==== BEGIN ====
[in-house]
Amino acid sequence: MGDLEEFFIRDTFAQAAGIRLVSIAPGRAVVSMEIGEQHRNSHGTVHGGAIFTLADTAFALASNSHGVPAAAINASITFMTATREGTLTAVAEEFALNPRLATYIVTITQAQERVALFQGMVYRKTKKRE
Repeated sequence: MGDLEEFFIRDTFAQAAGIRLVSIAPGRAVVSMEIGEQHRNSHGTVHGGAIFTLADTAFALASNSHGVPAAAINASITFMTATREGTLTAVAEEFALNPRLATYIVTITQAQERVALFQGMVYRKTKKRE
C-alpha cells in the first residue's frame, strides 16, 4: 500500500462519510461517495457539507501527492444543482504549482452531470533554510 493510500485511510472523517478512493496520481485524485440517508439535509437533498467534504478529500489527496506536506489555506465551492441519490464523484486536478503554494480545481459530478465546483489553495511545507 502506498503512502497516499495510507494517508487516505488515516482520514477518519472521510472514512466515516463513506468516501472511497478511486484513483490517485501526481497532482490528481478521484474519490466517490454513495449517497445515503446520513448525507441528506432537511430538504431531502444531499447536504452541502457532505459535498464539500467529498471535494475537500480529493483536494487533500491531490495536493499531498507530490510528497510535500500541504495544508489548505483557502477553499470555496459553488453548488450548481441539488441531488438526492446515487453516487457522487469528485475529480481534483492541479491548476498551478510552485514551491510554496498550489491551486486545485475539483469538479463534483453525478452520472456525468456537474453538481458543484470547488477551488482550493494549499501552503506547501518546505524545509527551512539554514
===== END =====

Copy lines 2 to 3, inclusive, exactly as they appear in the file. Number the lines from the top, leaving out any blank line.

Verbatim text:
Amino acid sequence: MGDLEEFFIRDTFAQAAGIRLVSIAPGRAVVSMEIGEQHRNSHGTVHGGAIFTLADTAFALASNSHGVPAAAINASITFMTATREGTLTAVAEEFALNPRLATYIVTITQAQERVALFQGMVYRKTKKRE
Repeated sequence: MGDLEEFFIRDTFAQAAGIRLVSIAPGRAVVSMEIGEQHRNSHGTVHGGAIFTLADTAFALASNSHGVPAAAINASITFMTATREGTLTAVAEEFALNPRLATYIVTITQAQERVALFQGMVYRKTKKRE